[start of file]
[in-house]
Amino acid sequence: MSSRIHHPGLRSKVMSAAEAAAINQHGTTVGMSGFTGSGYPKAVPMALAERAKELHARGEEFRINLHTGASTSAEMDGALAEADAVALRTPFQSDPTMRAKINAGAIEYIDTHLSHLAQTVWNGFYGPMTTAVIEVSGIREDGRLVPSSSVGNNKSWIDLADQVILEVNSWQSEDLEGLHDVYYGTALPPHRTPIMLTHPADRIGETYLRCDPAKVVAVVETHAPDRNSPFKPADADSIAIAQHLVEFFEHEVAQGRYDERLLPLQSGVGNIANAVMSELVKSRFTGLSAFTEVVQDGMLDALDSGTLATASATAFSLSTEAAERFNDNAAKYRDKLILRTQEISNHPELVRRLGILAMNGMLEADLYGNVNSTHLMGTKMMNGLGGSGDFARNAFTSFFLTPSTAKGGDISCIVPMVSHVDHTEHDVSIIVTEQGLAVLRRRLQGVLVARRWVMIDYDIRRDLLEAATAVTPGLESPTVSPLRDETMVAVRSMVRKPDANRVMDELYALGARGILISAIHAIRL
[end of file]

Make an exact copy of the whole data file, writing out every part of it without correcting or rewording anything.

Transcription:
[in-house]
Amino acid sequence: MSSRIHHPGLRSKVMSAAEAAAINQHGTTVGMSGFTGSGYPKAVPMALAERAKELHARGEEFRINLHTGASTSAEMDGALAEADAVALRTPFQSDPTMRAKINAGAIEYIDTHLSHLAQTVWNGFYGPMTTAVIEVSGIREDGRLVPSSSVGNNKSWIDLADQVILEVNSWQSEDLEGLHDVYYGTALPPHRTPIMLTHPADRIGETYLRCDPAKVVAVVETHAPDRNSPFKPADADSIAIAQHLVEFFEHEVAQGRYDERLLPLQSGVGNIANAVMSELVKSRFTGLSAFTEVVQDGMLDALDSGTLATASATAFSLSTEAAERFNDNAAKYRDKLILRTQEISNHPELVRRLGILAMNGMLEADLYGNVNSTHLMGTKMMNGLGGSGDFARNAFTSFFLTPSTAKGGDISCIVPMVSHVDHTEHDVSIIVTEQGLAVLRRRLQGVLVARRWVMIDYDIRRDLLEAATAVTPGLESPTVSPLRDETMVAVRSMVRKPDANRVMDELYALGARGILISAIHAIRL